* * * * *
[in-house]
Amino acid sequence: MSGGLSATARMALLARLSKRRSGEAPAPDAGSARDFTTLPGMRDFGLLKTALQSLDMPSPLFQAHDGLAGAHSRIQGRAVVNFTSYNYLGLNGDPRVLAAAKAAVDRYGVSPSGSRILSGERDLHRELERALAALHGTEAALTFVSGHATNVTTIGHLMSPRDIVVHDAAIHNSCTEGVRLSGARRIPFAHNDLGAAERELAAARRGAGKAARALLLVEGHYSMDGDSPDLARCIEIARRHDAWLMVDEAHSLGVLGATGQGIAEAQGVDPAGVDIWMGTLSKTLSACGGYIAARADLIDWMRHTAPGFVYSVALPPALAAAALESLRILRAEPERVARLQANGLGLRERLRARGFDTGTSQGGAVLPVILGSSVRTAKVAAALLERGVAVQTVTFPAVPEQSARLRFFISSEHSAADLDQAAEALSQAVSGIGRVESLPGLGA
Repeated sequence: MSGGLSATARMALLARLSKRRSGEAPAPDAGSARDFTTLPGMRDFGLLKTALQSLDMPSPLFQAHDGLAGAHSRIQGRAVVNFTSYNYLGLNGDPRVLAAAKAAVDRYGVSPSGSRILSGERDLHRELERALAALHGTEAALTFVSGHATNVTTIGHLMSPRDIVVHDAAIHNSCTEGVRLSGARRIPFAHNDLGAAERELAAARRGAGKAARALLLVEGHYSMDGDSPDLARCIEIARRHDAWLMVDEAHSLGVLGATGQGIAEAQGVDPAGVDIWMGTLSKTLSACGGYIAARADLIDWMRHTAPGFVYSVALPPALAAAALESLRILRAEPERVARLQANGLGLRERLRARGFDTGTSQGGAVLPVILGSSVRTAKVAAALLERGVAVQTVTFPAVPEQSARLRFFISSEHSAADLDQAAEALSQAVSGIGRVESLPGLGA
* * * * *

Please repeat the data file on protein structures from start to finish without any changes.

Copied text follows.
[in-house]
Amino acid sequence: MSGGLSATARMALLARLSKRRSGEAPAPDAGSARDFTTLPGMRDFGLLKTALQSLDMPSPLFQAHDGLAGAHSRIQGRAVVNFTSYNYLGLNGDPRVLAAAKAAVDRYGVSPSGSRILSGERDLHRELERALAALHGTEAALTFVSGHATNVTTIGHLMSPRDIVVHDAAIHNSCTEGVRLSGARRIPFAHNDLGAAERELAAARRGAGKAARALLLVEGHYSMDGDSPDLARCIEIARRHDAWLMVDEAHSLGVLGATGQGIAEAQGVDPAGVDIWMGTLSKTLSACGGYIAARADLIDWMRHTAPGFVYSVALPPALAAAALESLRILRAEPERVARLQANGLGLRERLRARGFDTGTSQGGAVLPVILGSSVRTAKVAAALLERGVAVQTVTFPAVPEQSARLRFFISSEHSAADLDQAAEALSQAVSGIGRVESLPGLGA
Repeated sequence: MSGGLSATARMALLARLSKRRSGEAPAPDAGSARDFTTLPGMRDFGLLKTALQSLDMPSPLFQAHDGLAGAHSRIQGRAVVNFTSYNYLGLNGDPRVLAAAKAAVDRYGVSPSGSRILSGERDLHRELERALAALHGTEAALTFVSGHATNVTTIGHLMSPRDIVVHDAAIHNSCTEGVRLSGARRIPFAHNDLGAAERELAAARRGAGKAARALLLVEGHYSMDGDSPDLARCIEIARRHDAWLMVDEAHSLGVLGATGQGIAEAQGVDPAGVDIWMGTLSKTLSACGGYIAARADLIDWMRHTAPGFVYSVALPPALAAAALESLRILRAEPERVARLQANGLGLRERLRARGFDTGTSQGGAVLPVILGSSVRTAKVAAALLERGVAVQTVTFPAVPEQSARLRFFISSEHSAADLDQAAEALSQAVSGIGRVESLPGLGA